Ok.  Fast-forward to 2009 and I'm having lunch with an Old Guy.  He's a retired $$$ionaire who also happened to have flown a bit of combat in WWII.  He asked me about a mutual acquaintance who was losing his business because, in this other dude's explanation, "(He) didn't have the right tools to compete."  So, the poor guy sat in his office because he didn't want to risk embarrassing himself.

The Old Guy howled in laughter, slapped the table and exclaimed, "Oh yeah!  Another success derailed by perfection!"   He took another bite of salad, then wagged his finger at me in caution, "John, a little imperfection is better than hiding behind the wait for perfection."

He stabbed the last of his greens and muttered, half to himself, "You only learn by practice and the best practice is simply showing up.  Some guys are just chicken."

And that's it.  "Showing up" —perhaps the most important key to Success.  It's not glamorous or even all-that-inspiring.  But it's true.  And, in the context of all-things-P-40, it was, by 1944, a second-string fighter that persisted in the combat arena because it was simply available.  In fact, it flew its last combat mission in 1945, well after its comparative obsolescence.

I'd like introduce Cliff Long.  P-40 pilot from the 51st Fighter Group, China-Burma-India theater.  104 missions, all in P-40s and 103 of those missions were before he turned twenty years old.  Talk about "showing up!"—today, Cliff wouldn't be old enough to drink let alone fly a modern fighter!

And it's a Success Story alright.  So show up for the next installment in about two weeks.
Cliff Long circa 1944.  Courtesy Jean Barbaud

*And, I got the rockets wrong in the pencil sketch.  You'll just how wrong they are when the art gets updated, too.

**Originally, I had written that the elevator was moved forward but esteemed aviation historian Carl Molesworth caught my error.  Thank you, Carl!

Profile 87: UPDATE—The RB-47H as flown by Freeman "Bruce" Olmstead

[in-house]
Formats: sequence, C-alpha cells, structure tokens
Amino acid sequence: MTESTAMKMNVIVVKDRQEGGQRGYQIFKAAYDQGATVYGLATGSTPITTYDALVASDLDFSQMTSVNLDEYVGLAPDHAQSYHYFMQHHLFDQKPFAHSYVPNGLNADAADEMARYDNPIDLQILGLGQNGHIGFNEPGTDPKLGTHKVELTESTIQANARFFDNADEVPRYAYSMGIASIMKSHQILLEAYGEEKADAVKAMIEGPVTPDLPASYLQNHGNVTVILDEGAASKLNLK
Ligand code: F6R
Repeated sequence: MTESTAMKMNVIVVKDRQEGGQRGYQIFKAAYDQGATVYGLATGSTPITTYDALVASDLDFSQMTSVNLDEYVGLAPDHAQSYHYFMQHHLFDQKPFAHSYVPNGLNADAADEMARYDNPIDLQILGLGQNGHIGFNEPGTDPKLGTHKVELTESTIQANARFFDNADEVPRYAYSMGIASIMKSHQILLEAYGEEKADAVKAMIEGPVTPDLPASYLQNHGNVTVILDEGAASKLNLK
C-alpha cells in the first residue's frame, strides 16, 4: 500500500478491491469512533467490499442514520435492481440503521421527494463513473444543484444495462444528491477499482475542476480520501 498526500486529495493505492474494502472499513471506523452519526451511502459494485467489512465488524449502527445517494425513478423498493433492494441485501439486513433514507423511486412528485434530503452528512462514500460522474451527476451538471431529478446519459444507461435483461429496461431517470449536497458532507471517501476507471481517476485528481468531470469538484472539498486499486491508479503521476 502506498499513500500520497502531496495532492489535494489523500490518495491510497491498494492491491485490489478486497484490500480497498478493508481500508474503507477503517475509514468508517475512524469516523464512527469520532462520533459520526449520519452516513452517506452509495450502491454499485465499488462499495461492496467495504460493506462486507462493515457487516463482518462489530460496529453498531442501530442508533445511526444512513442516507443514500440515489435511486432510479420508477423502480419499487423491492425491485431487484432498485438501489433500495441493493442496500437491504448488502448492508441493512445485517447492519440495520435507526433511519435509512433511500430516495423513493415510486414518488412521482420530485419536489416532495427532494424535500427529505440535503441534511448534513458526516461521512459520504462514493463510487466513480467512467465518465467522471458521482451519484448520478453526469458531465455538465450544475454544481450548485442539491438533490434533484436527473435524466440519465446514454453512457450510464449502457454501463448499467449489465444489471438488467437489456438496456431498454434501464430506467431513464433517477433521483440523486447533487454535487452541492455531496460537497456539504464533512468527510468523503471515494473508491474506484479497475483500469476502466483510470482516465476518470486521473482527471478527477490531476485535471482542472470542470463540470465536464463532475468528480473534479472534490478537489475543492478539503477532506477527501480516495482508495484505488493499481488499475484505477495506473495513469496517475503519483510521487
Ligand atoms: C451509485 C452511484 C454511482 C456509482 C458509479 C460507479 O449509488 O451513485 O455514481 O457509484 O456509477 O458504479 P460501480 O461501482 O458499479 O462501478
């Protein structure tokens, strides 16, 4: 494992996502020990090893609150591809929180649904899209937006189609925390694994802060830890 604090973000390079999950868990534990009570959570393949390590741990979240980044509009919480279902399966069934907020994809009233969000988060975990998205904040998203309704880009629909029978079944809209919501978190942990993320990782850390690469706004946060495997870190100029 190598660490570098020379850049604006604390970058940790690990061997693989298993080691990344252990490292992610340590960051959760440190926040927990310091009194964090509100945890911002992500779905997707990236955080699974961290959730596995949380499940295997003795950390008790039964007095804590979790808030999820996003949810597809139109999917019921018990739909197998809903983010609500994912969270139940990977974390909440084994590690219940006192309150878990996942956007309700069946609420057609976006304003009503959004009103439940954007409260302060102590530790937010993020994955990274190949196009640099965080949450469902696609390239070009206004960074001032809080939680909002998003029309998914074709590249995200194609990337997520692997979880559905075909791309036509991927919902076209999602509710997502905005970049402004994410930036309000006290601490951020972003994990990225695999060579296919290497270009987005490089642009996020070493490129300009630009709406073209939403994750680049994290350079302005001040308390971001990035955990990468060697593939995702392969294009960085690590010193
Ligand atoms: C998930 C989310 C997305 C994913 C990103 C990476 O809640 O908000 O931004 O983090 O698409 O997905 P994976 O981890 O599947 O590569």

BREAKING NEWS 8-2-14 - CLICK HERE*

“We’d rather have the Russians come up after us.  At least they were half-way responsible because they would have to check (with their military authority) before firing.”

Oh the irony of THAT statement, eh?!

Ok, hold that thought for a moment.

When I started Olmstead’s RB-47—the one he was flying on July 1, 1960 when shot down by the Russians—the story was all about Bruce.  After all, he played such a huge role; trading cannon fire with the MiG, riding the freezing swells of the Barents Sea with a broken back(!), and resisting the brainwashing of the professionals at the infamous Lubyanka prison in Moscow.

Yeah.  There oughta be a movie...

But, Bruce was quick to point out that his part was only a sixth of the whole; aside from the traditional B-47 crew of three, there were three more in the Reconaissance versions.  Bruce also explained that these additional crewmen were the true fulcrum of the aircraft's mission.  Suddenly, a fascinating new dimension was added to the tragic story and my curiosity grew as to what exactly happened to the other three guys.

Of course, we'll never know.  They're dead.

Packed inside the jet's windowless belly, I could only imagine the muffled staccato of cannon fire, the bangs of explosions and windup of g-forces as the burning Stratofortress spun into the sea below.  It had to be a horror.

So, Bruce's story is being set-aside for a bit while some very deserved attention is given to the crew in the middle, "The Ravens." 

Here.  Have a look at my pen-drawing below.